Anne/Hannah is also a revered woman in Islam, and is recognized as a deeply spiritual woman and the mother of Mary. The daughter of Faqud, Hannah was said to be childless until her old age. Seeing a bird feeding its young while sitting in the shade of a tree led her to want children of her own. She prayed for a child and eventually conceived. Her husband, known as Imran in the Qur'an, is said to have died before Mary was born. Since Hannah expected the child to be male, she supposedly vowed to dedicate him to serve in the Temple. As it turned out, Hannah bore a daughter instead, and she named her Miriam/Mary. Her words after the birth of Mary reflect her status as a great mystic for Isalm.  Hannah had wanted a son, but she realized that her daughter was God's gift to her.
In writing this, I began to think of some personal associations with St. Anne, or at least her name. It was 3:40 A.M. when I came into the world in 1937 at St. Anne’s Maternity Hospital, Dayton, OH. St. Anne's was a separate unit, contiguous to St. Elizabeth's Hospital, where my Aunt Florence had taken her nurses' training. The complex had been established by the Franciscan Sisters in 1878 on Dayton's west side. Eventually the two hospitals merged, later becoming the Franciscan Medical Center which still stands today, though it has been closed as a hospital since 2000, and even, according to some, is haunted! Prior to that, new buildings went up and old ones came down over the years, but the organization remained essentially the same, making the Franciscan hospital one of the oldest in the state. The Franciscan Medical Center maintained a reputation as a hospital which gave immediate care to anyone, including the city's poor and homeless. I’m sure the Franciscan Sisters originally had a special reason for dedicating the maternity unit to St. Anne. My hunch is that the reason was their devotion to the Blessed Virgin was a major factor, as well as the connection of Anne as a mother.

In another personal connection with St. Anne, the neighborhood where my grandparents lived in Dayton, and where I, for the most part, grew up, was called St. Anne's Hill. The area was part of the original out-lots of the City of Dayton, plotted in 1815 by Daniel C. Cooper. The area apparently wasn’t settled for several decades, but by the 1830's the first documented use of the name "St. Anne's Hill" appeared in newspaper advertisements promoting the sale of nursery stock from a greenhouse in the area. Unfortunately, no explanation for the origin of the name for that area has been discovered.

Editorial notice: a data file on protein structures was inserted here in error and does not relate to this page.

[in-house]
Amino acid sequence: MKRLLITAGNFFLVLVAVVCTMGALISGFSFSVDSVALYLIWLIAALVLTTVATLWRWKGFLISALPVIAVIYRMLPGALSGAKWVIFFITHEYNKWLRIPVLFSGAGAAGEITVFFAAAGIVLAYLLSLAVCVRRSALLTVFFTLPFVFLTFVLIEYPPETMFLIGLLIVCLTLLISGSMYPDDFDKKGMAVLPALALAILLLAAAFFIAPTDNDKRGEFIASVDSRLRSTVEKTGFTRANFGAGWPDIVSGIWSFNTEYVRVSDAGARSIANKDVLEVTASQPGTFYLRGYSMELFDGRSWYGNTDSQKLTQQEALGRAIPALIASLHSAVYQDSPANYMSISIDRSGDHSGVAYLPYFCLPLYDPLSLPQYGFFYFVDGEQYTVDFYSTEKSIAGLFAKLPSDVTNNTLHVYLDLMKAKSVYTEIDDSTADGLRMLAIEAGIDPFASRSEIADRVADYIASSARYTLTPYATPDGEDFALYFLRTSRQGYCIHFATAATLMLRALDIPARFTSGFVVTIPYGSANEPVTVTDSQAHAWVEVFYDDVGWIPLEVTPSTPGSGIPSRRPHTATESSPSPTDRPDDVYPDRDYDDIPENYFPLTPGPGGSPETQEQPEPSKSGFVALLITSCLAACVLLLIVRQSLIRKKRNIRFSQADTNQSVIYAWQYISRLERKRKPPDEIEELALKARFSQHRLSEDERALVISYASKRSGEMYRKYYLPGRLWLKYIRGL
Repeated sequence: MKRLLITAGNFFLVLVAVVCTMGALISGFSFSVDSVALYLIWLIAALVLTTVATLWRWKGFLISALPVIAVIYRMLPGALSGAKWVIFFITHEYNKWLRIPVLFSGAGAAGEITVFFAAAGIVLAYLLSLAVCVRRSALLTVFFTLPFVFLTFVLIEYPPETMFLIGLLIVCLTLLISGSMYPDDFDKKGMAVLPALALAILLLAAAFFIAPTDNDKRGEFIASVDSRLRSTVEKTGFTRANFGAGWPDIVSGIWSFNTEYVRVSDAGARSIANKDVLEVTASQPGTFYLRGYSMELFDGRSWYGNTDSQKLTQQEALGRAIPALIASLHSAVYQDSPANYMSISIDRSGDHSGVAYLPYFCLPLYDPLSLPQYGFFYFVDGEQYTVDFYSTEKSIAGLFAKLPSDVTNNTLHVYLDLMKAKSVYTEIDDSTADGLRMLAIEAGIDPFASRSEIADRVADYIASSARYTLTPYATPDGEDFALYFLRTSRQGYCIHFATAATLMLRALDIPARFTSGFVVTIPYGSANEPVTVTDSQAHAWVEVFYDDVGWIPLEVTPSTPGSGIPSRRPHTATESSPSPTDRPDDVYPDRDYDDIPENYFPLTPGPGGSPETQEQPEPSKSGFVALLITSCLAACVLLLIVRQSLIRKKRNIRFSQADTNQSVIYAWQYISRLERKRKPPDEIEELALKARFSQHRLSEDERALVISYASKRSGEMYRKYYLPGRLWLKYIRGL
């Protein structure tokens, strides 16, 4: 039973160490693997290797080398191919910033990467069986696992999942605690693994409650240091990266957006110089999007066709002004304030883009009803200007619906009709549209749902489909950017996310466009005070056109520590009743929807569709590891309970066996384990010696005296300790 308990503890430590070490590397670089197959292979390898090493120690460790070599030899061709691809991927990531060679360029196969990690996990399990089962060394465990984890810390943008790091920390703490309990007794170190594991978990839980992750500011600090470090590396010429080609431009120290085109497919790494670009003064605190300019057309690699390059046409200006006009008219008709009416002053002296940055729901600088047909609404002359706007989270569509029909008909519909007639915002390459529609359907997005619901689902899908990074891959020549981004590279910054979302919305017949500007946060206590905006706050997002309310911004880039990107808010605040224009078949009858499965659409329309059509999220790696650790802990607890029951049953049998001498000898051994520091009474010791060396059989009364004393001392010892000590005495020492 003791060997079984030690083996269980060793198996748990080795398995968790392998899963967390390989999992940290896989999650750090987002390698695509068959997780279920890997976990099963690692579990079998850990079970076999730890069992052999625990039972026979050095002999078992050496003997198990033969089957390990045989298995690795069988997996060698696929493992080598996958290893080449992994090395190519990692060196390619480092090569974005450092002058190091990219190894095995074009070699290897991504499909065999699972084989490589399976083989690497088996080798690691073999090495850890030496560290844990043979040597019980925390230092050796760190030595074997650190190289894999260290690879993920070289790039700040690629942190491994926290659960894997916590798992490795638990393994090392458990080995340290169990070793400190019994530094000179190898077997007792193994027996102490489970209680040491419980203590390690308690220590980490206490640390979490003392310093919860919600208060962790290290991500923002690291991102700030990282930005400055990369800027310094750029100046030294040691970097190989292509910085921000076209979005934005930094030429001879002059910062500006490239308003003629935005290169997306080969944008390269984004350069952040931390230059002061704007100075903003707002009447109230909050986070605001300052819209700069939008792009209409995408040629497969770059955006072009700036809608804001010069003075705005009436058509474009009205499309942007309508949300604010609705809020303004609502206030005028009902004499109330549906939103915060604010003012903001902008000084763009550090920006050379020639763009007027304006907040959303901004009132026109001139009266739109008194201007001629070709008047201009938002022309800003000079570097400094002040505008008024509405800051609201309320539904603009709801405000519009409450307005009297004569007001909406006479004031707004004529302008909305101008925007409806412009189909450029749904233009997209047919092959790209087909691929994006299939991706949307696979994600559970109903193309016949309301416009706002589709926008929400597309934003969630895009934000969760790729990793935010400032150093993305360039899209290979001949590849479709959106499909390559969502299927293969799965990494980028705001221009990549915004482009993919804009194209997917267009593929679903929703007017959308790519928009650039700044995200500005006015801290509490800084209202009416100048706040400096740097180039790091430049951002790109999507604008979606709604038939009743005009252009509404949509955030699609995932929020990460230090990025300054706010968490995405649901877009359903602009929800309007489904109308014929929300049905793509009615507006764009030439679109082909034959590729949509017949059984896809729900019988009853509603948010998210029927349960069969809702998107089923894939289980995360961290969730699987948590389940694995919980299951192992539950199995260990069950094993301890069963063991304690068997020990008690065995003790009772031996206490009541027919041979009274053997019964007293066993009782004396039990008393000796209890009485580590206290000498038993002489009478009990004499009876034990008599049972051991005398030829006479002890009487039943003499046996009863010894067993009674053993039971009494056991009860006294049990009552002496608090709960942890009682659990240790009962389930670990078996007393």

During the first half of the nineteenth century, several farmsteads were built on the hill, including the area's first residence, a farm mansion, on 111 acres in 1838. It was the home of Swiss immigrant and botanist, Eugene Dutoit, who built his home with farm, orchard, vineyard and nursery on the north side of Fifth Street. That part of the hill eventually became known as "Vinegar Hill" because of the smell of ripening fruit from his orchard. His beautifully restored home, one of Dayton’s oldest residential structures, still stands at 222 S. Dutoit Street, within walking distance of my grandparents’ former home.
Another prominent resident of St. Anne's Hill at that time was William Bomberger, a German immigrant and lumber business operator who became Treasurer for the City of Dayton. He built his estate on the south side of Fifth Street. That side of the hill came to be known as "Bomberger Hill" after Bomberger’s estate was demolished in 1908 in order to make way for Bomberger Park: a huge community recreation park and swimming pool. It’s an area which recalls happy childhood memories for me. Many a day I walked down High St. to Fifth St. at the corner of which was Bomberger Park. Going west on Fifth St., I would walk to Holy Trinity School, a short distance away. In those days there were several bars along the way, and it wasn’t unusual that a few derelicts would be resting on the sidewalks!

Today St. Anne’s Hill is a remarkable and diverse neighborhood, having run the full cycle from agricultural out-land, to an ethnic core, to a flourishing streetcar community, of which I also have fond memories, and presently, to a re-gentrified historic district. It has a history of hosting diverse social and economic groups and its architecture reflects this diversity.